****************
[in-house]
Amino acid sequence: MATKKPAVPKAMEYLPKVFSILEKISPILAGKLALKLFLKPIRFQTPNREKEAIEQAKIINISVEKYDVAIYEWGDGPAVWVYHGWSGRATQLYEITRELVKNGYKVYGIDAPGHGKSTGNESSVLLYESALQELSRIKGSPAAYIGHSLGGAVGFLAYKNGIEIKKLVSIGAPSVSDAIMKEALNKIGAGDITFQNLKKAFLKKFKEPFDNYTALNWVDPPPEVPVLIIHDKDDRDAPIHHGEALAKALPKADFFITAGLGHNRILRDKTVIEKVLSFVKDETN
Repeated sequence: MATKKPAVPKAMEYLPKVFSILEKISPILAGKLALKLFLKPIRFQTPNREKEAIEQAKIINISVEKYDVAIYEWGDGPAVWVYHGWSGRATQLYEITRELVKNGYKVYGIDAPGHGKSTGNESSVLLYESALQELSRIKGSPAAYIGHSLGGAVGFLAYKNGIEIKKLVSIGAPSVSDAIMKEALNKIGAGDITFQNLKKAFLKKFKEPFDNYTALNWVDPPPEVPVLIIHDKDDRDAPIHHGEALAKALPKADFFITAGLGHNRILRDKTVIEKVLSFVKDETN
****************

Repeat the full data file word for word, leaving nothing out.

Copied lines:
[in-house]
Amino acid sequence: MATKKPAVPKAMEYLPKVFSILEKISPILAGKLALKLFLKPIRFQTPNREKEAIEQAKIINISVEKYDVAIYEWGDGPAVWVYHGWSGRATQLYEITRELVKNGYKVYGIDAPGHGKSTGNESSVLLYESALQELSRIKGSPAAYIGHSLGGAVGFLAYKNGIEIKKLVSIGAPSVSDAIMKEALNKIGAGDITFQNLKKAFLKKFKEPFDNYTALNWVDPPPEVPVLIIHDKDDRDAPIHHGEALAKALPKADFFITAGLGHNRILRDKTVIEKVLSFVKDETN
Repeated sequence: MATKKPAVPKAMEYLPKVFSILEKISPILAGKLALKLFLKPIRFQTPNREKEAIEQAKIINISVEKYDVAIYEWGDGPAVWVYHGWSGRATQLYEITRELVKNGYKVYGIDAPGHGKSTGNESSVLLYESALQELSRIKGSPAAYIGHSLGGAVGFLAYKNGIEIKKLVSIGAPSVSDAIMKEALNKIGAGDITFQNLKKAFLKKFKEPFDNYTALNWVDPPPEVPVLIIHDKDDRDAPIHHGEALAKALPKADFFITAGLGHNRILRDKTVIEKVLSFVKDETN